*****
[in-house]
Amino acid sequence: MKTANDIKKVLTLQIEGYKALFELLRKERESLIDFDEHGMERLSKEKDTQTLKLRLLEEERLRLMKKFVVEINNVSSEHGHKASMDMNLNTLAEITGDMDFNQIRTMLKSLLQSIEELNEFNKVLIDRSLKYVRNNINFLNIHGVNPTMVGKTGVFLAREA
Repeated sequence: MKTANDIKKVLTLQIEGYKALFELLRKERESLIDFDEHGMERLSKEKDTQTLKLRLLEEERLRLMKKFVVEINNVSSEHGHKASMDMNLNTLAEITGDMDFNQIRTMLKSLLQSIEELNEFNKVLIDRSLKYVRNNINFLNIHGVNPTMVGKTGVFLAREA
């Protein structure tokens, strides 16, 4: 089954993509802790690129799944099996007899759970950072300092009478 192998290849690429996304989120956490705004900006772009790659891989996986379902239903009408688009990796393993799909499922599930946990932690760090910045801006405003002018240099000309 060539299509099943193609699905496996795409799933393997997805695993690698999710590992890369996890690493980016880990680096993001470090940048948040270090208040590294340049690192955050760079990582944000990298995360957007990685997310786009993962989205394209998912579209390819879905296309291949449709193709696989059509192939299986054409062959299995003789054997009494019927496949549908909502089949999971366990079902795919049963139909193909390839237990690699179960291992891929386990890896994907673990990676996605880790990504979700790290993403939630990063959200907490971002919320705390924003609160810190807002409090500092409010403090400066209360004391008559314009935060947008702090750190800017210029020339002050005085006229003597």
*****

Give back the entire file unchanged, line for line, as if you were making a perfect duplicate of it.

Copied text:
[in-house]
Amino acid sequence: MKTANDIKKVLTLQIEGYKALFELLRKERESLIDFDEHGMERLSKEKDTQTLKLRLLEEERLRLMKKFVVEINNVSSEHGHKASMDMNLNTLAEITGDMDFNQIRTMLKSLLQSIEELNEFNKVLIDRSLKYVRNNINFLNIHGVNPTMVGKTGVFLAREA
Repeated sequence: MKTANDIKKVLTLQIEGYKALFELLRKERESLIDFDEHGMERLSKEKDTQTLKLRLLEEERLRLMKKFVVEINNVSSEHGHKASMDMNLNTLAEITGDMDFNQIRTMLKSLLQSIEELNEFNKVLIDRSLKYVRNNINFLNIHGVNPTMVGKTGVFLAREA
């Protein structure tokens, strides 16, 4: 089954993509802790690129799944099996007899759970950072300092009478 192998290849690429996304989120956490705004900006772009790659891989996986379902239903009408688009990796393993799909499922599930946990932690760090910045801006405003002018240099000309 060539299509099943193609699905496996795409799933393997997805695993690698999710590992890369996890690493980016880990680096993001470090940048948040270090208040590294340049690192955050760079990582944000990298995360957007990685997310786009993962989205394209998912579209390819879905296309291949449709193709696989059509192939299986054409062959299995003789054997009494019927496949549908909502089949999971366990079902795919049963139909193909390839237990690699179960291992891929386990890896994907673990990676996605880790990504979700790290993403939630990063959200907490971002919320705390924003609160810190807002409090500092409010403090400066209360004391008559314009935060947008702090750190800017210029020339002050005085006229003597």